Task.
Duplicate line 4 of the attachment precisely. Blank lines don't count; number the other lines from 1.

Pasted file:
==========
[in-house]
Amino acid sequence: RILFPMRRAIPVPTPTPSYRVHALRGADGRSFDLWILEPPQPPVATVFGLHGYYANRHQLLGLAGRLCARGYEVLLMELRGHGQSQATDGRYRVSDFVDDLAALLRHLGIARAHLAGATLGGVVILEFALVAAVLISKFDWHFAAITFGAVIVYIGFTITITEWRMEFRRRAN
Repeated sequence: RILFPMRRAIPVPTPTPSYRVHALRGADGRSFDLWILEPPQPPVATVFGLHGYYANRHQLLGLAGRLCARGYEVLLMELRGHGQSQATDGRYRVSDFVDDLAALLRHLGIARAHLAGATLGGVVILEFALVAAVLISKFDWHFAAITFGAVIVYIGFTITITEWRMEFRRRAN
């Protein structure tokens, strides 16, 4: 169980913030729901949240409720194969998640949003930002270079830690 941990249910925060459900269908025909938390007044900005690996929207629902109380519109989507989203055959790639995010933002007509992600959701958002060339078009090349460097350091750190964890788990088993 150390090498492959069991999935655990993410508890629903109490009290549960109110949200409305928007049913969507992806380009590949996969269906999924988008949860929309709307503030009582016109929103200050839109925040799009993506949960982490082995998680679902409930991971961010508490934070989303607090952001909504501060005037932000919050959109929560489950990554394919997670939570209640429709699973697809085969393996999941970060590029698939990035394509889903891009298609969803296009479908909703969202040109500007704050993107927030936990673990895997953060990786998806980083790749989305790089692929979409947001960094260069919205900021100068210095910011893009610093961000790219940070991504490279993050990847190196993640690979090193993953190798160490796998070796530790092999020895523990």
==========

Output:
């Protein structure tokens, strides 16, 4: 169980913030729901949240409720194969998640949003930002270079830690 941990249910925060459900269908025909938390007044900005690996929207629902109380519109989507989203055959790639995010933002007509992600959701958002060339078009090349460097350091750190964890788990088993 150390090498492959069991999935655990993410508890629903109490009290549960109110949200409305928007049913969507992806380009590949996969269906999924988008949860929309709307503030009582016109929103200050839109925040799009993506949960982490082995998680679902409930991971961010508490934070989303607090952001909504501060005037932000919050959109929560489950990554394919997670939570209640429709699973697809085969393996999941970060590029698939990035394509889903891009298609969803296009479908909703969202040109500007704050993107927030936990673990895997953060990786998806980083790749989305790089692929979409947001960094260069919205900021100068210095910011893009610093961000790219940070991504490279993050990847190196993640690979090193993953190798160490796998070796530790092999020895523990």